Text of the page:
When the first people came to what we now know as England, there was no talk of England, Scotland, Wales, or Ireland yet. Those people were actually able to walk from the mainland to England – but of course, that way of getting to England was cut of when the Ice Age ended and the channel between England and the European mainland filled with water. So: The early English people were people from the European mainland who later on were cut off from the mainland by the channel.
When you look at our modern world, you will find that there are millions of people who either have an English heritage or who think that they might have some connection to England. This is not very surprising if you have a good look at the history of England. After all, the British Empire was quite big during its best time and spanned many different countries on different continents. At some time in history it seemed like the English were everywhere – and of course they also had a lot to do with the colonization of America. Whether you like it or not: if you live in the USA or any other country that once was a colony of England, then the chances that you have some sort of English heritage are quite high – you will only have to go back in history long enough – though tracing down all your ancestors might be quite an undertaking, even in the time of the internet.
While you might think it's safe to assume that your ancestors are English, you might be surprised about how wrong this thought could be. Even English royalty often has very little “real” English blood in their veins. Many kings and queens of the past were actually French or even German. Fact is, that England was quite influenced by other cultures, and many people from English colonies also ended up in England itself. So while people sooner or later become “English”, and the following generations are born in England, you might find that your heritage could be rather colorful and diverse. Who knows? You might even have some Tongan ancestors!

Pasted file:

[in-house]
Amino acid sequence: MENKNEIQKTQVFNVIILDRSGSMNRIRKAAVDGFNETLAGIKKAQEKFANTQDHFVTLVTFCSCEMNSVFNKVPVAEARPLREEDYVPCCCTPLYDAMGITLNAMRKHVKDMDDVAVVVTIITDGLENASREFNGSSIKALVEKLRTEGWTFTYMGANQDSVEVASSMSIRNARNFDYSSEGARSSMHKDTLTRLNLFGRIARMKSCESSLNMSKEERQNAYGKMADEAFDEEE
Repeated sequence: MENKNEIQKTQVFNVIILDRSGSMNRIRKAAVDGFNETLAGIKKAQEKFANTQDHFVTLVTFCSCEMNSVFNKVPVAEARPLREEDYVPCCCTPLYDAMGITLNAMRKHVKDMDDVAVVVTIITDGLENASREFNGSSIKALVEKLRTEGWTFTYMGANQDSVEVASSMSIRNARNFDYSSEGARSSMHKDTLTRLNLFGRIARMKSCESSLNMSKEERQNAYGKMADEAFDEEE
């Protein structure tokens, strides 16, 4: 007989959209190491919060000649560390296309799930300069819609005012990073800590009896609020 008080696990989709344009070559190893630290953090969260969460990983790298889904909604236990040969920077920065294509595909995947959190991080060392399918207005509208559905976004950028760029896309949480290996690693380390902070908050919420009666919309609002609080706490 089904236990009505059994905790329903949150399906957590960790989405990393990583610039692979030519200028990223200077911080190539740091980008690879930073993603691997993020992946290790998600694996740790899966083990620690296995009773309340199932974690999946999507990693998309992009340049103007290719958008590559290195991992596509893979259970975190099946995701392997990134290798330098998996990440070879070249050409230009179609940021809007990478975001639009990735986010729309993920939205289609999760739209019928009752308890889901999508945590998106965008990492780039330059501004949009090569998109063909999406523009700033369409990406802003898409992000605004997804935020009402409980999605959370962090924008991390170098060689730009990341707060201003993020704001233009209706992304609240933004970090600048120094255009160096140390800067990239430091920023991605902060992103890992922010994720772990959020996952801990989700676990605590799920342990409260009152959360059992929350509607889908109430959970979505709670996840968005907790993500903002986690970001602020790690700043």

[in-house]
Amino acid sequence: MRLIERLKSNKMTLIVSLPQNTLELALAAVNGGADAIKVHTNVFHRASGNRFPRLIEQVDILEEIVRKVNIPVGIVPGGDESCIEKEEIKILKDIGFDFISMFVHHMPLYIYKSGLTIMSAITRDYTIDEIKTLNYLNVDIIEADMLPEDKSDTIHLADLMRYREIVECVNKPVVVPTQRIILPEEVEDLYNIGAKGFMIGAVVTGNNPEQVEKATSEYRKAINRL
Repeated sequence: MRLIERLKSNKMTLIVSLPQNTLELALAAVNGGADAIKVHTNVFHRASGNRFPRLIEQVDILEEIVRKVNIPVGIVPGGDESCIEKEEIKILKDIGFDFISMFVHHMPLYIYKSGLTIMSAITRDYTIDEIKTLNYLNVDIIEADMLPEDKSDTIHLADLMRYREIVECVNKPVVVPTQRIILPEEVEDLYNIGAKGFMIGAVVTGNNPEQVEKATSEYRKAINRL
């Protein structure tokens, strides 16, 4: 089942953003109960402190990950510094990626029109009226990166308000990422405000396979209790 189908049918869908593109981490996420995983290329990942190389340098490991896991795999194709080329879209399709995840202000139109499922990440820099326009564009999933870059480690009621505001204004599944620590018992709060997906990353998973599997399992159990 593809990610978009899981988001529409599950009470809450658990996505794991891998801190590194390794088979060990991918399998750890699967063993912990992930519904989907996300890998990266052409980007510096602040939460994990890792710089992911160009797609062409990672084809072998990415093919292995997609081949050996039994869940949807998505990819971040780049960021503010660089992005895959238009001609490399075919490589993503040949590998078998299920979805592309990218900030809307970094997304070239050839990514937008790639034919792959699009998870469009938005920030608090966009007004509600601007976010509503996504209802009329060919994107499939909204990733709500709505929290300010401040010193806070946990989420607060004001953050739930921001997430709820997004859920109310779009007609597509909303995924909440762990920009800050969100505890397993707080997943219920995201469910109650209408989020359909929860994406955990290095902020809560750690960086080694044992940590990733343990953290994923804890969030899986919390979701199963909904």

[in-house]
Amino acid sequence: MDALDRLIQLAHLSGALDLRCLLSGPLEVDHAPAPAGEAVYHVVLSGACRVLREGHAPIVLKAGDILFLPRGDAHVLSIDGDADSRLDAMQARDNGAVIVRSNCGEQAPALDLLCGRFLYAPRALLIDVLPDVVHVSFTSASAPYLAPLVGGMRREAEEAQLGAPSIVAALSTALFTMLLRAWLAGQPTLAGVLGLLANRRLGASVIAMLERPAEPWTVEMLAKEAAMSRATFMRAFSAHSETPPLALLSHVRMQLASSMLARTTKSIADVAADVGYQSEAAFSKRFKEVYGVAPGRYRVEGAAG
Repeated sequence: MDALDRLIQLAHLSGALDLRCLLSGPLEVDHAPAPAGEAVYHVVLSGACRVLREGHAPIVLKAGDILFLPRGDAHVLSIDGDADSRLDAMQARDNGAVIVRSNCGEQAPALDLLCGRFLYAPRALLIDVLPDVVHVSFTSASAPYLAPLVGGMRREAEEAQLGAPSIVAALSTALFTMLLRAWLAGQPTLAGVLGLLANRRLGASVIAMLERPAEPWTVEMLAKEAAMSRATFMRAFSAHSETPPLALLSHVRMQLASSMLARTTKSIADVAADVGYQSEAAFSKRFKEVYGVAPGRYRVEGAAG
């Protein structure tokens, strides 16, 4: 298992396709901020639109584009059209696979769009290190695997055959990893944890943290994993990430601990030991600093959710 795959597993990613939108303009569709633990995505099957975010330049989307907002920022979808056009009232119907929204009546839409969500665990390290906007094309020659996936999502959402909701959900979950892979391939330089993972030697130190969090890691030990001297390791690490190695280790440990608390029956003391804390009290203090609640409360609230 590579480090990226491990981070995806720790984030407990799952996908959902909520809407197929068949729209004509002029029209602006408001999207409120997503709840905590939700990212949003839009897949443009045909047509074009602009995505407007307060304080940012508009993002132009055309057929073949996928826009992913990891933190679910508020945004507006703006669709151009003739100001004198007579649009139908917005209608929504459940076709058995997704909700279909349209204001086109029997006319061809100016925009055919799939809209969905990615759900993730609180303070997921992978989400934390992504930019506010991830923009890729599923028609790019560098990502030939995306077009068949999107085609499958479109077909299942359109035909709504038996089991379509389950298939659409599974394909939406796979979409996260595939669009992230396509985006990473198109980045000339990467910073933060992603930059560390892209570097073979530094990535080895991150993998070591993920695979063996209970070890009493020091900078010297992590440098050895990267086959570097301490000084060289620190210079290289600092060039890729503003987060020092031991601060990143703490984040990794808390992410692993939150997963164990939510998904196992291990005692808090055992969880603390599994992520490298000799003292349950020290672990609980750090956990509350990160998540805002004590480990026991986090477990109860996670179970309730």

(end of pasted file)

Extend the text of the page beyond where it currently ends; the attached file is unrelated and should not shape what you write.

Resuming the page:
Tracing your own heritage can either be easy or hard – it very much depends on how much you already know about your family (knowing your grandparents' parents full names or even further back in history will be very helpful) and how far back in time you would like to trace your family history. If you want to have it really easy, then you could use one of the many genealogy services for which you actually have to pay money. The upside for that is that you can basically lean back after you've given them as much information as you can, and they will do the rest of the job for you.
If you would like to do all the work yourself (which is quite rewarding, you will have a sense of achievement and will also learn a lot), then there are plenty of resources online that can help you. In England, parish registers were introduced in 1538, so if you are lucky, you could trace your ancestors back to then – however, family names were only truly common in England by the end of the 17th century.
When you have an English family name like Smith, Miller, or Baker, then you might find it quite hard to trace your ancestry because those names are incredibly common. In the past, family names were often used to describe a person closer. If you had two Michaels in a town, one might have been Michael, the Baker. And the other one would have been Michael, the Smith. Hence: Michael Baker and Michael Smith. Of course, this does not apply today anymore.
Other surnames came from being someone's son or daughter. These surnames ended in either “-son” or “-kin”, e.g. Thomson or Jenkins.
A third kind of surname was a description of a person's character. This is were surnames like Goodkind or Armstrong came from.
Names like Bush and Attwood were used to describe a person's geographical origin.
You see: A family name can tell you a lot about its origin, and in the case of less common surnames, they can also help you to narrow down your search immensely.